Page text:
DIY Dry Shampoos (especially for people with scalp problems)
There are umpteen DIY recipes for dandruff out there, most consisting of oatmeal, cornstarch or talc powder. However, since cornstarch may worsen candidal growth (or Malassezia furfur), using it on dandruff prone scalps seems unwise.
Moreover, talc powder and cornstarch have been associated with aspiration pneumonia, and just like store-bought dry shampoo, they may also lead to clogged hair follicles. (See here for more on unclogging scalp pores and buildup)
Instead, try smashing and mixing these ingredients together for an ultimate all natural and personalised dry shampoo:
Baking soda: fungicide (reduces funghi), has a drying effect and minimises odours.
Unsweetened cocoa powder (ideal for darker hair). Dutched cocao powder means that it’s been processed with alkaline, neutralising its acidity to a pH value of 7. This makes the cocoa a lot dryer and consequently will absorb excess oils more easily.
Grounded coffee: Full of anti-oxidants and some claim it will prevent dandruff.
Cinnamon for red hair
Aspirin contains high amounts of salicylic acid, which is an active ingredient used in dandruff shampoos.
Tea tree oil: fungicidal properties and soothes itchy skin.
Indian herbs & spices: fenugreek (these are rich in amino acids and are supposed to encourage healthy hair growth) and Neem leaves (antibiotic and antifungal relieves itching)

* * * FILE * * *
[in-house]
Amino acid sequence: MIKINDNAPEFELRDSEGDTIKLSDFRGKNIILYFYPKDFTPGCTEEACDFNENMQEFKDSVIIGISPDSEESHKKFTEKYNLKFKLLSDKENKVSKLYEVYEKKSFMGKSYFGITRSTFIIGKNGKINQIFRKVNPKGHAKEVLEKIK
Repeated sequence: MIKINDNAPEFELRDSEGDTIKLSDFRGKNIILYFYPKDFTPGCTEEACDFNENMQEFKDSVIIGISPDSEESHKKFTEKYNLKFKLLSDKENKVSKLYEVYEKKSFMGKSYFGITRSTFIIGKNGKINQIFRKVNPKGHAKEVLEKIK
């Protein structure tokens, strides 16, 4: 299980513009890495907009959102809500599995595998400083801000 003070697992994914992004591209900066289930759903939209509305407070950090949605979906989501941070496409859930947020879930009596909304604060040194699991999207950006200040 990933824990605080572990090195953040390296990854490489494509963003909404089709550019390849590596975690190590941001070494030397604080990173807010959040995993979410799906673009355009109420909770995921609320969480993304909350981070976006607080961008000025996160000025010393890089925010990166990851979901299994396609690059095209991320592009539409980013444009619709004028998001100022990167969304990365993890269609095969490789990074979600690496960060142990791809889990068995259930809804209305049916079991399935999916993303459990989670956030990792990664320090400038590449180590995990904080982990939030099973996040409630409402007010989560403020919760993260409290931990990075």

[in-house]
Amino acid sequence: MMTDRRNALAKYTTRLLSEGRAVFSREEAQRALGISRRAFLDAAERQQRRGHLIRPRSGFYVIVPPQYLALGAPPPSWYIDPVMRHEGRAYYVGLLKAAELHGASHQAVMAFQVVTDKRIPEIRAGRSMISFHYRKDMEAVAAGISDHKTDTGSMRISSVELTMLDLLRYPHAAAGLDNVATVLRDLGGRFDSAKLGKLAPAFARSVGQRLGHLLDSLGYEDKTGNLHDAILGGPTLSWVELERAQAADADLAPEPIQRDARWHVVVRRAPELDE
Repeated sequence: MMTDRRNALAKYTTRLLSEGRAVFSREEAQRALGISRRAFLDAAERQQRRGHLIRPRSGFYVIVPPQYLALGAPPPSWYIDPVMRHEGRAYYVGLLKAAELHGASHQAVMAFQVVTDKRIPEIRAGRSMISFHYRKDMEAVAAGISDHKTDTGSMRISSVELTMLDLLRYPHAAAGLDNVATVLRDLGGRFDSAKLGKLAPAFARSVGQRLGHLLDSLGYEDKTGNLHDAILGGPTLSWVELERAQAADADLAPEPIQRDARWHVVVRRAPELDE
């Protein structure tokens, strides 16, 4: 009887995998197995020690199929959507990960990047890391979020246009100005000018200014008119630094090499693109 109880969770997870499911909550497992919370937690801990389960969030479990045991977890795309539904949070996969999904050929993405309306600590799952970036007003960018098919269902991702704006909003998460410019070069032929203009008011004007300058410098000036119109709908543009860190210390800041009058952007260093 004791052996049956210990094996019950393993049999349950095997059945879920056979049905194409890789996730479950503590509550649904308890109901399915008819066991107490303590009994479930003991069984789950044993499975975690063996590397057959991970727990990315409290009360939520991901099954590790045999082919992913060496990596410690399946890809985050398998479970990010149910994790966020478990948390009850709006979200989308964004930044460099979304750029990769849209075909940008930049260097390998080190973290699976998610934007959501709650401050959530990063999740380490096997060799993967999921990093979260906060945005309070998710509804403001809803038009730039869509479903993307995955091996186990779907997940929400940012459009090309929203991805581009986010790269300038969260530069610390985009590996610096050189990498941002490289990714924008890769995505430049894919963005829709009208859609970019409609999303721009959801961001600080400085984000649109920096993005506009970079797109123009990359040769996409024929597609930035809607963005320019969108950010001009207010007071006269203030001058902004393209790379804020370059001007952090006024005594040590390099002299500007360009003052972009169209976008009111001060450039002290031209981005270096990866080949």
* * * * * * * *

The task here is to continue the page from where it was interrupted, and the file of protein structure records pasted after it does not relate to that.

Aloe vera: clarifying agent that soothes
Apple cider vinegar: has anti-inflammatory properties
Hibiscus leaves: said to reduce hair loss and dandruff. Dry the leaves and grind them into a powder.
An ideal concoction is for example baking soda, mixed with some cacao powder, aspirin and tea tree oil (and left to dry). Put everything in a salt shaker (or empty mineral blush dispenser thingy – see more about the empty Shu Uemura Volume maker above).
Other ways to get rid of oily hair:
Cheesecloth tip: Since you probably don’t want all these ingredients stuck in your brush, it can help to put a piece (or several pieces) of cheesecloth (or gauze bandage) over your brush. The powders will absorb the oil, and both will be accumulated onto the piece of cloth. The disposable cloth will absorb the dirt, resulting in cleaner, shinier hair. Will also absorb oil on its own without the DIY dry shampoo.
Blotting powder + Blush brush trick: Blotting powders are designed to absorb as much oil as possible, and tend to work better than baby powders and the like. In addition, you can use blotting powders for dark skins if you have dark hair, without being left with white powder residue.
Good ol’ wash: Because of my curls and the fact that I only brush out my hair before washing it, my hair only looks good right after washing, up to about a day later. Skipping a wash more than once will only make me look homeless. Which is why a regular, gentle shampoo with a good conditioner / mask is by far the best option for me.
Moreover, washing regularly is advised for people with dandruff, removing excess oil and dirt will leave follicles to flourish, and stimulating the scalp only has benefits.